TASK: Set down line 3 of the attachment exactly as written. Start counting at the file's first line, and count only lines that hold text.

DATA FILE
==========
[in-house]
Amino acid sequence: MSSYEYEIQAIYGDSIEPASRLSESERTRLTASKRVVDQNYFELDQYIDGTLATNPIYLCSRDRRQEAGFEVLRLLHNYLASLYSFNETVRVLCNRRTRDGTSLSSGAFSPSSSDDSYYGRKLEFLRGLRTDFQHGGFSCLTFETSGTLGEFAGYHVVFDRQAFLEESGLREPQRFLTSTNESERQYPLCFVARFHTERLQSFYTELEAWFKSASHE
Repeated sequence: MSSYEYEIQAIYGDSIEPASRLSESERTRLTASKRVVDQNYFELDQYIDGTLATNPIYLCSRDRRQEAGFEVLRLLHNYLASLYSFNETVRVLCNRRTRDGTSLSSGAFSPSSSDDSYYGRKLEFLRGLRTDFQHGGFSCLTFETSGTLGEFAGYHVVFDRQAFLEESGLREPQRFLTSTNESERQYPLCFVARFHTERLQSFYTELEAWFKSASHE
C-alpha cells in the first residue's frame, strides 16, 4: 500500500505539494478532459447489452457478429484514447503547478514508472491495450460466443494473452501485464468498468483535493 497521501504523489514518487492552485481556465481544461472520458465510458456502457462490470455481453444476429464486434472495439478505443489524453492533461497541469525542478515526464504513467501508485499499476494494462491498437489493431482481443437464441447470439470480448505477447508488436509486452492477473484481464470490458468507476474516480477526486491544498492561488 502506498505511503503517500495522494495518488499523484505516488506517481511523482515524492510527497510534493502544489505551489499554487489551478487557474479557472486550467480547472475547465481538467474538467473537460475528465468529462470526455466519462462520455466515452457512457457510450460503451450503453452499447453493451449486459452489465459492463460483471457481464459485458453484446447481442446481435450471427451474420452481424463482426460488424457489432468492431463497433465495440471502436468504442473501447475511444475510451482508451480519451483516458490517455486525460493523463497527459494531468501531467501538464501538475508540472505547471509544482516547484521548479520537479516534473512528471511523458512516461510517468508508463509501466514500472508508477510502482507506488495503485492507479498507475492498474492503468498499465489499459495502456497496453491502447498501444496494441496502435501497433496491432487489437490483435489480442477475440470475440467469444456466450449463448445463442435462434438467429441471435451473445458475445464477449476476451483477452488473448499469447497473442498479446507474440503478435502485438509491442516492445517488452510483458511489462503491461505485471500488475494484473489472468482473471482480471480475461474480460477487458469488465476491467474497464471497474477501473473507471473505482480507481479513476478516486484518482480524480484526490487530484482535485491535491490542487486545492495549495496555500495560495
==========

Repeated sequence: MSSYEYEIQAIYGDSIEPASRLSESERTRLTASKRVVDQNYFELDQYIDGTLATNPIYLCSRDRRQEAGFEVLRLLHNYLASLYSFNETVRVLCNRRTRDGTSLSSGAFSPSSSDDSYYGRKLEFLRGLRTDFQHGGFSCLTFETSGTLGEFAGYHVVFDRQAFLEESGLREPQRFLTSTNESERQYPLCFVARFHTERLQSFYTELEAWFKSASHE